Long-range electron transfer in proteins
The problem of long-range electron transfer in biological systems is intensively studied in molecular biology both experimentally and theoretically with regard, for example, to the electron transfer in the reaction center of photosynthesis, respiratory chain of electron transport, etc.
The work at this problem was started at our Institute in the late 80▓s. In the papers /6/, /14/, /19/ the problem of long-range electron transfer is treated using the model of self-consistent electron extended states in proteins. According to this approach, the whole of the biomacromolecule takes part in the formation of self-consistent states. The spectroscopic experiments with metal containing heme proteins are accounted for by the properties of heme wave functions of the electron, while the electron transfer is explained by the characteristics of self-consistent extended states.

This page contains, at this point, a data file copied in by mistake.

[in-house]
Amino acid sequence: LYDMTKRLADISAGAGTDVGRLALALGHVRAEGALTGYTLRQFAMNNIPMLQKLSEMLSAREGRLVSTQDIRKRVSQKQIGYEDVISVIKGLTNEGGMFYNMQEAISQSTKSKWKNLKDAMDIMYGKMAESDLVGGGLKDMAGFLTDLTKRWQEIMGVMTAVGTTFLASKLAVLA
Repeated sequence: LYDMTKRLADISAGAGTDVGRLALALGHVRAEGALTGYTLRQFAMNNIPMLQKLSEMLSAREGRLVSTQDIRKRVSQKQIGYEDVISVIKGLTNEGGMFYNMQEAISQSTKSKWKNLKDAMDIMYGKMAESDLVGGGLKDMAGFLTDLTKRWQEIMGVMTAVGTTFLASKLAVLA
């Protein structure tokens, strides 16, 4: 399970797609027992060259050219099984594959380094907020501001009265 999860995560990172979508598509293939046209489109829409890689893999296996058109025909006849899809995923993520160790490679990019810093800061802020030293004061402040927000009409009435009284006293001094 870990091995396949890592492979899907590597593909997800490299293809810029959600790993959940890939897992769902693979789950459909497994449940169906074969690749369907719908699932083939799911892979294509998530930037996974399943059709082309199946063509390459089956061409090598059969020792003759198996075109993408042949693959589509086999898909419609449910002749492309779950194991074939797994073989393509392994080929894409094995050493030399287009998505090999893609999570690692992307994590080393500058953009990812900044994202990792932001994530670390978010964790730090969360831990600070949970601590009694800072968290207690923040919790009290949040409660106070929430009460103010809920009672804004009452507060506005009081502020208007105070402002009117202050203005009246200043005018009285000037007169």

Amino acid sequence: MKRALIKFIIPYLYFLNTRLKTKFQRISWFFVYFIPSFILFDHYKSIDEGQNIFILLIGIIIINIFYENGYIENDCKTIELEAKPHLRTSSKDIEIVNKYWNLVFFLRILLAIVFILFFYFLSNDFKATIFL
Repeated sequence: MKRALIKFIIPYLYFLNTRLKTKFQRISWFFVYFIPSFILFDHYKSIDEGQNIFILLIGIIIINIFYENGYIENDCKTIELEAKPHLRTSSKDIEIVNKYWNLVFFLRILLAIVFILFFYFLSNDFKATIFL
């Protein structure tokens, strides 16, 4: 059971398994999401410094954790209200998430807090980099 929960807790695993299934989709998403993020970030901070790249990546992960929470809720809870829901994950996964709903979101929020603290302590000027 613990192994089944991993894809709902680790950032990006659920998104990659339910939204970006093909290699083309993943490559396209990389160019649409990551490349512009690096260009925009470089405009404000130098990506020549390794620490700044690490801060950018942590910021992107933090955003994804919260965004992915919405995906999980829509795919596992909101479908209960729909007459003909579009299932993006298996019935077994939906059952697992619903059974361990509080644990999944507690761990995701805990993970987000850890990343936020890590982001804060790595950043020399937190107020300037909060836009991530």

At the present time this physical theory yields correct values for the protein reorganization energy and the dependence of the transfer rate on the distance between the reaction centers in protein self-exchange reactions.
Figure shows the scheme of a self-exchange reaction in the complex cytc/cytc through an intermediate excited state (in the center):